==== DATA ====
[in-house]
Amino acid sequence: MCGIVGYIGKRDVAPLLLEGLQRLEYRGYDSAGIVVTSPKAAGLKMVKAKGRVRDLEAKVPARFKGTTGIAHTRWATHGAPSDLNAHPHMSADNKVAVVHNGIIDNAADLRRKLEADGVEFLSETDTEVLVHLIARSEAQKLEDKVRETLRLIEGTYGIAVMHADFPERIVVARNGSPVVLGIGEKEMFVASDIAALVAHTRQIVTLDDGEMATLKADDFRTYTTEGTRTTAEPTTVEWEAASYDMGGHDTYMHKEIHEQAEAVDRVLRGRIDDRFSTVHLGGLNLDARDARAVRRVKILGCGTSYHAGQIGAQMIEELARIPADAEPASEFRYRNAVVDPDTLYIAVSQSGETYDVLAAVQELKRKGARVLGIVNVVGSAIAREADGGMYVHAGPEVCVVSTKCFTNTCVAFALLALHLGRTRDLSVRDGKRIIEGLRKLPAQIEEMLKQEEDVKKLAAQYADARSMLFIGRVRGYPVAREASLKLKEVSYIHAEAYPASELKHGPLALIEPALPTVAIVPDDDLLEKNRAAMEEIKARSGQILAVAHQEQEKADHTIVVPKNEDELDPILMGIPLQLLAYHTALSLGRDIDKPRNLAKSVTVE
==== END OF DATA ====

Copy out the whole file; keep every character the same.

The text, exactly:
[in-house]
Amino acid sequence: MCGIVGYIGKRDVAPLLLEGLQRLEYRGYDSAGIVVTSPKAAGLKMVKAKGRVRDLEAKVPARFKGTTGIAHTRWATHGAPSDLNAHPHMSADNKVAVVHNGIIDNAADLRRKLEADGVEFLSETDTEVLVHLIARSEAQKLEDKVRETLRLIEGTYGIAVMHADFPERIVVARNGSPVVLGIGEKEMFVASDIAALVAHTRQIVTLDDGEMATLKADDFRTYTTEGTRTTAEPTTVEWEAASYDMGGHDTYMHKEIHEQAEAVDRVLRGRIDDRFSTVHLGGLNLDARDARAVRRVKILGCGTSYHAGQIGAQMIEELARIPADAEPASEFRYRNAVVDPDTLYIAVSQSGETYDVLAAVQELKRKGARVLGIVNVVGSAIAREADGGMYVHAGPEVCVVSTKCFTNTCVAFALLALHLGRTRDLSVRDGKRIIEGLRKLPAQIEEMLKQEEDVKKLAAQYADARSMLFIGRVRGYPVAREASLKLKEVSYIHAEAYPASELKHGPLALIEPALPTVAIVPDDDLLEKNRAAMEEIKARSGQILAVAHQEQEKADHTIVVPKNEDELDPILMGIPLQLLAYHTALSLGRDIDKPRNLAKSVTVE